Here are 10 notable events in Chicago Bears history.
From legendary players to winning championships, 100 hundred years of Chicago Bears football means looking back at the moments that made our Monsters of the Midway who they are today.
Let’s examine 10 of these notable moments.
“Papa Bear” takes the reigns
In 1921, A.E. Staley, founder of the Chicago Bears (formerly the Decatur Staleys), hands the franchise over to George Halas, along with $5,000 to keep Decatur Staleys as the team name for the year.
The franchise gets a new name
The list would not be complete, or accurate, if the franchise’s name change went unmentioned. The Staleys became the Chicago Bears in January 1922.
Two stars join the squad
The Bears drafted running back Gale Sayers and linebacker Dick Butkus in the first round in 1965.
Sayers was best known for his elusiveness and speed (he once ran the 100-yard dash in under 10 seconds), while Butkus has been regarded as one of the most intimidating linebackers in NFL history.
A change of scenery
The Monsters’ last game played at Wrigley Field was a victory over that team in the green and yellow in 1970. The franchise moved to Soldier Field the following year.
Another first-round playmaker becomes a Monster
Running back Walter “Sweetness” Payton was drafted in the first round in 1975. In his time with Chicago, he racked up 16,726 yards on 110 rushing touchdowns, held the single-game rushing record of 275 yards, had 77 games with more than 100 yards rushing and played in nine Pro Bowls.
The Bears later retired Payton’s jersey number. He was inducted into the Pro Football Hall of Fame in 1993.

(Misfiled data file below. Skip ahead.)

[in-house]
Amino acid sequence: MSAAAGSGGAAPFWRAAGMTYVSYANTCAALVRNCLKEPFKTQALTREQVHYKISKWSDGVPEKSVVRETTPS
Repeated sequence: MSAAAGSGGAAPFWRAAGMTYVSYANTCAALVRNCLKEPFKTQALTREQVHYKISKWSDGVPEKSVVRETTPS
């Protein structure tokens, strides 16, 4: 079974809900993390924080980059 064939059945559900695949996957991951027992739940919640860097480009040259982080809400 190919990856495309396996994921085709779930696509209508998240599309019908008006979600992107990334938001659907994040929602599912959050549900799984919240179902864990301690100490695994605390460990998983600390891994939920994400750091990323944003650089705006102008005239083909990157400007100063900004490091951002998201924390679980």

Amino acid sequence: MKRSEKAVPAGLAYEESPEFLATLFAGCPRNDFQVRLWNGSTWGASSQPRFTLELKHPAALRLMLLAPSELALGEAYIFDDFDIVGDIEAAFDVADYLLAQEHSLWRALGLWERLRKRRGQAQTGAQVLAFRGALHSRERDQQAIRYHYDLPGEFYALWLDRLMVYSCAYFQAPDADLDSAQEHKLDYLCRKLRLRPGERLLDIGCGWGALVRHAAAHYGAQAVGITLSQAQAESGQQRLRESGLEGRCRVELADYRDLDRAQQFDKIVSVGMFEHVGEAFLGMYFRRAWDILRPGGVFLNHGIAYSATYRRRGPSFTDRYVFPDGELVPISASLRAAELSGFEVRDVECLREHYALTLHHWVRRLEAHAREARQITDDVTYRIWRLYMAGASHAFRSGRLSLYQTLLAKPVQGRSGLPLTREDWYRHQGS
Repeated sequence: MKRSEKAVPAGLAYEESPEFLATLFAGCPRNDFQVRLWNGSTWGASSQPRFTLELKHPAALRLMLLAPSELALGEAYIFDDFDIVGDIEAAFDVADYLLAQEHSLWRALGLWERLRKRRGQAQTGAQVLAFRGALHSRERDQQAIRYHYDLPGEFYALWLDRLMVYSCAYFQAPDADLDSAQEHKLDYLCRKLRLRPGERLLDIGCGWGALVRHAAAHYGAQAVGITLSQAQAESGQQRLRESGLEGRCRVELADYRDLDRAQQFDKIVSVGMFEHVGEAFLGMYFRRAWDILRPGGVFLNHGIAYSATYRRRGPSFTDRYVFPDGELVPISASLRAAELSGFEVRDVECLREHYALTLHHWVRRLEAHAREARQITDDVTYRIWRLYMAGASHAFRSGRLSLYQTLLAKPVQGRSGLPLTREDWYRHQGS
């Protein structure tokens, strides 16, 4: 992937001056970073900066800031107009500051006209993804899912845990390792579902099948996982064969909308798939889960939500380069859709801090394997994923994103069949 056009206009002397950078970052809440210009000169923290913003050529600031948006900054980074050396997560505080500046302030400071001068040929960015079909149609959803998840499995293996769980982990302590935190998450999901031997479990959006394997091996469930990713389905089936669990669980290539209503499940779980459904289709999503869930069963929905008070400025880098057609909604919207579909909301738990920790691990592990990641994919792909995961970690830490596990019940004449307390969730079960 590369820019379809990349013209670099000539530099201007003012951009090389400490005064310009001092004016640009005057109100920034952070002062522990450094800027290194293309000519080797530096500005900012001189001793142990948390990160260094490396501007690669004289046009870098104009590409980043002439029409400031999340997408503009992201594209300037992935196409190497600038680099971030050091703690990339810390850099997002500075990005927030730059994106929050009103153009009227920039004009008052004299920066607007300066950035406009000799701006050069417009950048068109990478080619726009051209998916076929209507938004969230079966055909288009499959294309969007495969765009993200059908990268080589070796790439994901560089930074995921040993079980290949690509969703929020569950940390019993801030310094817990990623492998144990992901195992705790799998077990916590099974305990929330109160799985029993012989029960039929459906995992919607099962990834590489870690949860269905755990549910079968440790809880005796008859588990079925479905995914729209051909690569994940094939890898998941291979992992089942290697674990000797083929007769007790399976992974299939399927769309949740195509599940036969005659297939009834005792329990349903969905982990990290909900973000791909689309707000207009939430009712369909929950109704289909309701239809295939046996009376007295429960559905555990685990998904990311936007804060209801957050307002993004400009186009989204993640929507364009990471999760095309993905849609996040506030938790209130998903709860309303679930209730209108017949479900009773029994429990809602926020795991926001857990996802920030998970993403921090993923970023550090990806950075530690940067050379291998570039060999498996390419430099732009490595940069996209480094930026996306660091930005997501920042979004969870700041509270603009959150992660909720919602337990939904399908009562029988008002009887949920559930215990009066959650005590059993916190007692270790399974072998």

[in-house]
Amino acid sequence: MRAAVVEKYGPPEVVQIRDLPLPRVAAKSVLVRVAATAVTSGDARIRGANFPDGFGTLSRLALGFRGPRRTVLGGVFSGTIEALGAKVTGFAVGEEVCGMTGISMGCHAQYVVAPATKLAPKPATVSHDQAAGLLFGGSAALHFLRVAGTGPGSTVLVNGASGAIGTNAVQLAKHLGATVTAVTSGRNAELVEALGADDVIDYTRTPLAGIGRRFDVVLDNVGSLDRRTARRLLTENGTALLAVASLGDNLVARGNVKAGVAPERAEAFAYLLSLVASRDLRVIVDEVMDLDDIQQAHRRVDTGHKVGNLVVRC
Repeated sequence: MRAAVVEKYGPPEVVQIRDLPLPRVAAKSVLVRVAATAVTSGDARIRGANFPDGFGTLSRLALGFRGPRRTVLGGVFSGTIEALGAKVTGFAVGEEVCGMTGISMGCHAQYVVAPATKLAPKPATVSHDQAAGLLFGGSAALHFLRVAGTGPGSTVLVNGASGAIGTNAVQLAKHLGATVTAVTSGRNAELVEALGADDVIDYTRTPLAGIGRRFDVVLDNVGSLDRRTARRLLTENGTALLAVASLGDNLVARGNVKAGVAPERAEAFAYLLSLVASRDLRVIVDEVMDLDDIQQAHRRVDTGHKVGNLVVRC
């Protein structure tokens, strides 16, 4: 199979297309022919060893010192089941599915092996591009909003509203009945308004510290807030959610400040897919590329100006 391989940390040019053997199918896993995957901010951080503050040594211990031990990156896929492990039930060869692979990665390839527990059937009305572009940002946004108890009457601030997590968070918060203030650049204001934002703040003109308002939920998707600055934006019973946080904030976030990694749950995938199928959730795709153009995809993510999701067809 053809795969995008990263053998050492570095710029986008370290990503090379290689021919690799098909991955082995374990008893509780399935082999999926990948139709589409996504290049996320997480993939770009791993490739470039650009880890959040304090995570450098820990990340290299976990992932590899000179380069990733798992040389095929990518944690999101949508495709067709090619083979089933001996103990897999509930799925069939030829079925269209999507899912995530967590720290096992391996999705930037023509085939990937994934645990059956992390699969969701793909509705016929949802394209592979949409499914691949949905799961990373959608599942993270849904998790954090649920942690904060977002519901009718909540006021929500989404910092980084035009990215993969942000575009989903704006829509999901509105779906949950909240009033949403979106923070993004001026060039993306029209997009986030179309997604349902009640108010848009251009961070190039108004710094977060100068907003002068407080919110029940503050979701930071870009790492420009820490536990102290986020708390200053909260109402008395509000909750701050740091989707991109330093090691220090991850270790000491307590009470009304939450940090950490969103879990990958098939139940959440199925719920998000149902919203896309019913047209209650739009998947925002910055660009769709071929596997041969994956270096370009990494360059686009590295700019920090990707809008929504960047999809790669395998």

A familiar face and a trophy come to Chitown
In 1982, Mike Ditka returned to Chicago to coach his former team. Under his leadership, and equipped with players like William “The Fridge” Perry and Payton, the Bears ended the 1985 season with a 15-1 record and a Super Bowl victory.
The team set seven Super Bowl records, and Ditka was named NFL Coach of the Year by the Associated Press.
Setting a franchise record
In 1989, defensive end Richard Dent became Chicago’s all-time sack leader (82 sacks). To this day, he still holds the title with 124.5 total sacks.
Continuing to honor legends
Butkus’ and Sayers’ (51 and 40, respectively) jersey numbers were retired in 1994.
In 2001, the Bears moved out of the disbanded NFC Central division to the NFC North with the Green Bay Packers, Minnesota Vikings and Detroit Lions.
No playoffs for Green Bay
In December, the Bears beat the Packers 24-17 at Soldier Field. Not only did the victory result in clinching the NFC North, but it also sent Chicago to the playoffs for the first time in eight years.
And let’s not forget, the win was the final nail in the coffin of Green Bay’s postseason hopes.